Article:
​​​A few of the orbits, which are closer to the centre, do exceptionally remain at their original angles to one another and form  a central spherical 'bulge'.

Near the centre of the galaxy, the centrally attractive force can exceed the ability of stars and their emitted light to spread back to the outer part of the galaxy. They remain trapped in the centre of the galaxy. This is known as a 'black hole'.

 

(Fortunately, black holes and  central bulges are not considered in this paper, because they occur at the centre of the galaxy and the hydrogen that we are discussing lies predominently outside the visible boundaries of the galaxy).

 

However, it should be noted that the bodies are constantly moving towards the centre of the galaxy:

- Black holes absorb particles from near the centre and somehow dispose of their energy.

- Bulges house a disproportionate number of stars that are 'dying'.

- Spirals show stars that are slowly being 'sucked' into the centre.

- Stars, are built around the fusion of Hydrogen to Helium,

        Hence they extend out to the currently recognised limit of a 'illuminated' disc of a galaxy.

- Hydrogen clouds, generally lie outside of the 'illuminated' disc.

But when their density reaches some limit, they can trigger a fusion reation, and this, by    definition, shows that they must have moved inside the illuminated galaxy or the galaxy has just expanded.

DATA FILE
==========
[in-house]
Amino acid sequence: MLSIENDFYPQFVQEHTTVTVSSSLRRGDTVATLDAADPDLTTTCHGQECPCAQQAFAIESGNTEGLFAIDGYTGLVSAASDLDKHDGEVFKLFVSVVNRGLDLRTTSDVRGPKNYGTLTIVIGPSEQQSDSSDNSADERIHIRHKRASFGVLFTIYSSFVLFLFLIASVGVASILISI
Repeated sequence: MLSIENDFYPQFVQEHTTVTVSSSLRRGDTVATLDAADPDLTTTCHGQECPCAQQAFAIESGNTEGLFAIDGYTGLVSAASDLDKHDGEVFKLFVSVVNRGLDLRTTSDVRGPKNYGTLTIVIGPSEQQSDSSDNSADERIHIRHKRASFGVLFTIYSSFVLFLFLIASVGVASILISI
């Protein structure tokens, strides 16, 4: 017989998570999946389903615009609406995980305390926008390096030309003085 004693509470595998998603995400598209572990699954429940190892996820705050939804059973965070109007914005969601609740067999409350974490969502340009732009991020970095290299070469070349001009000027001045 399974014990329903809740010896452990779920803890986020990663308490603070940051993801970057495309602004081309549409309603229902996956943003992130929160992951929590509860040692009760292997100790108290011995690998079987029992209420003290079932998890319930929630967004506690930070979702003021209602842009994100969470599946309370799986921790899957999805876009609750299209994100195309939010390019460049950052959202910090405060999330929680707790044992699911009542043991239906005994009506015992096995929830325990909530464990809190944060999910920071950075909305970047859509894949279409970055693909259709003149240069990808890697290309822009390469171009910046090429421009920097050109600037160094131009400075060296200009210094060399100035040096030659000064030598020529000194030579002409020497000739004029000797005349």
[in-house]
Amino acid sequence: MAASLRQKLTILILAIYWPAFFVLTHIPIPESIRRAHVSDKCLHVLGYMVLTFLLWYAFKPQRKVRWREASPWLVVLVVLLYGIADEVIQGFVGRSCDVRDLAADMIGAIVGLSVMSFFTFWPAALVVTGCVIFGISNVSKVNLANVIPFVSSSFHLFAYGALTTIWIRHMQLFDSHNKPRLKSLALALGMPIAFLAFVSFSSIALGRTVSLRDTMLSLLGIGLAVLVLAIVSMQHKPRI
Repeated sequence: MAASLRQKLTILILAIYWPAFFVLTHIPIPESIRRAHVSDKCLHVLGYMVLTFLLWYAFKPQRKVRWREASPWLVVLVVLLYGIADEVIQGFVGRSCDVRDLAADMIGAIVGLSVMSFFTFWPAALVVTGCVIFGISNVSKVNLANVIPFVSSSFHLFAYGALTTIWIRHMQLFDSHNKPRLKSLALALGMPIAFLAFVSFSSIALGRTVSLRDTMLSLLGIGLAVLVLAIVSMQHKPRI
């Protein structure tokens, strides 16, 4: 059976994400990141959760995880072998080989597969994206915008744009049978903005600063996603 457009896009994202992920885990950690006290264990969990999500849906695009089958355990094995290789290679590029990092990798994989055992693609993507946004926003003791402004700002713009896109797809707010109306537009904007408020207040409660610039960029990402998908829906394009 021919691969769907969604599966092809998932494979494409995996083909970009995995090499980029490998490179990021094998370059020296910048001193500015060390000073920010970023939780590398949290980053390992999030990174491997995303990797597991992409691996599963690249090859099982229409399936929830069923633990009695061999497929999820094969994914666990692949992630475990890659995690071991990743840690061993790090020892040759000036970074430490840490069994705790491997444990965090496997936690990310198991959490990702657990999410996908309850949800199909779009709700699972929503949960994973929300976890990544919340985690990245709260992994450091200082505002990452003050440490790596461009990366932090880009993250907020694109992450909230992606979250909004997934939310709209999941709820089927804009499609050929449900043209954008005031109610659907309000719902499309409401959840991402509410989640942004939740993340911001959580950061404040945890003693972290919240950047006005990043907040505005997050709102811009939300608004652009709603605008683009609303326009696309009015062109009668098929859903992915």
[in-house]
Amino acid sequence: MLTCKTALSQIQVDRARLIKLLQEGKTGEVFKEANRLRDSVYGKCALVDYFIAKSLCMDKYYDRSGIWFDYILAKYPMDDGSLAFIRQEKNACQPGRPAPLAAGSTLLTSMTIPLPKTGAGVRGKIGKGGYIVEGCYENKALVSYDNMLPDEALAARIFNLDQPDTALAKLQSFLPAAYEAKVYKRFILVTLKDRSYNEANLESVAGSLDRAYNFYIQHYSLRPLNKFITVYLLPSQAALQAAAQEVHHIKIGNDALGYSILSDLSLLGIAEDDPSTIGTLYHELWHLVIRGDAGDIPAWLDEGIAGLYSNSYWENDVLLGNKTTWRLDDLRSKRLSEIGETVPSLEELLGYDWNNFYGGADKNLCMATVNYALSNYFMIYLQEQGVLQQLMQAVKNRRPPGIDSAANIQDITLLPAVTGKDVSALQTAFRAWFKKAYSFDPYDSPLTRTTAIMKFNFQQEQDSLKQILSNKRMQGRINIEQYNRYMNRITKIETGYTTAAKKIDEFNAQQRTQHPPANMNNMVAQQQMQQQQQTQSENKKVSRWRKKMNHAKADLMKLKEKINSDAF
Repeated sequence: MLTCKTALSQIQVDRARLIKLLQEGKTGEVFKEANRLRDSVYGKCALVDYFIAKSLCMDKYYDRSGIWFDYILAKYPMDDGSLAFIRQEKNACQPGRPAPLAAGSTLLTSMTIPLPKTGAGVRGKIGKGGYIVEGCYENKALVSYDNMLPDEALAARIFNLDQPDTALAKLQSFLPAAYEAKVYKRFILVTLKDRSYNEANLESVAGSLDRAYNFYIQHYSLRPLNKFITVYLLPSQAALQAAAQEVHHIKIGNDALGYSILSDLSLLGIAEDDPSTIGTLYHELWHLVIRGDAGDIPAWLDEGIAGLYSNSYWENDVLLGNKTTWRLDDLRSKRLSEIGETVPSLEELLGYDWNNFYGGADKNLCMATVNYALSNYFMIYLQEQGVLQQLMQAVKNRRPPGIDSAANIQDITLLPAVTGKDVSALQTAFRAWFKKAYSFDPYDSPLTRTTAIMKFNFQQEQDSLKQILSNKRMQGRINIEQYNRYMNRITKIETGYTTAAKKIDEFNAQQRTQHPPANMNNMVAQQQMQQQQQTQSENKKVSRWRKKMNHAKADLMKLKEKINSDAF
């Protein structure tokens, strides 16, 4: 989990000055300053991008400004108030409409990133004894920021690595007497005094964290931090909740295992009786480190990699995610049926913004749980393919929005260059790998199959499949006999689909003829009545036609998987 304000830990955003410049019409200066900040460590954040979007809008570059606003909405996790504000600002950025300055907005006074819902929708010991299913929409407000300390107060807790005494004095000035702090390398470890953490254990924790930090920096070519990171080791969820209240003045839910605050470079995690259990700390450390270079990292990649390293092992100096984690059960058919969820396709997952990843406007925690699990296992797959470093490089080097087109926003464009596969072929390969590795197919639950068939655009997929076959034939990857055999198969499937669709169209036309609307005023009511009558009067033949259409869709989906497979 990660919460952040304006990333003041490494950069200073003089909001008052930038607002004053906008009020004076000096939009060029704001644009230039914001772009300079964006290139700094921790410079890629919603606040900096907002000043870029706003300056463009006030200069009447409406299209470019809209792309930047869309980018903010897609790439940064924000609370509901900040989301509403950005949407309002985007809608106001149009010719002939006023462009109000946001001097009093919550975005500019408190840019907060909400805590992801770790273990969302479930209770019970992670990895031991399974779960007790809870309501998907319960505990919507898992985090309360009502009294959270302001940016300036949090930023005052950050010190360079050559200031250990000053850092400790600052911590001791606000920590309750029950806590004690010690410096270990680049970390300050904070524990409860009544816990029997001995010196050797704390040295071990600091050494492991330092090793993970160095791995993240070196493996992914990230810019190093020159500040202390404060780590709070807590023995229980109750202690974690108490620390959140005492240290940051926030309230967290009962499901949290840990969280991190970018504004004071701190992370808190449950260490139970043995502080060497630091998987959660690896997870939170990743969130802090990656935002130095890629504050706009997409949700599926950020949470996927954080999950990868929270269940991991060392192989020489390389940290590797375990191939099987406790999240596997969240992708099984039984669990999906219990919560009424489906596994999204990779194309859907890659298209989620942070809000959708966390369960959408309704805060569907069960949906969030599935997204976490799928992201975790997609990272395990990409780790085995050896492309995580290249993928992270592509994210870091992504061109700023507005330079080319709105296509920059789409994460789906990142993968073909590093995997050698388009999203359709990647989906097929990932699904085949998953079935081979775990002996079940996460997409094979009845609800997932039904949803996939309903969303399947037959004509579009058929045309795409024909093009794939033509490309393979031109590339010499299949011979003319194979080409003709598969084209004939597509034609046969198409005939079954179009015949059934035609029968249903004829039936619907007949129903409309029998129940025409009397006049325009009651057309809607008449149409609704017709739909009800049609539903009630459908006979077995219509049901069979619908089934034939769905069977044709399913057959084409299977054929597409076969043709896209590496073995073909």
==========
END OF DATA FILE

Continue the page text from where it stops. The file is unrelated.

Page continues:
The resulting paths within a galaxy disc are more or less circular or spiral 3D shapes. However, unlike elements in a 'Solar System', they are NOT centred on any specific body. They are effectively rotating around the centre of gravity of all the stars in the galaxy (or possibly a Black Hole).

 

We are considering millions/billions of stars at a time.

 

 

The Outer Boundary of a Galaxy

What defines the outer boundary of a galaxy? 

 Is it at the outer limit of the visible stars?

 Is it at the outer limit of any hydrogen that is rotating with the visible stars?

 Is it at infinity?

It is almost universally accepted that the outer boundary of a galaxy is the outer boundary of the visible stars.

However, a lot of invisible hydrogen clouds exist outside of this. Certainly, near the visible boundary, they will just about as  close to one another as the visible ones are.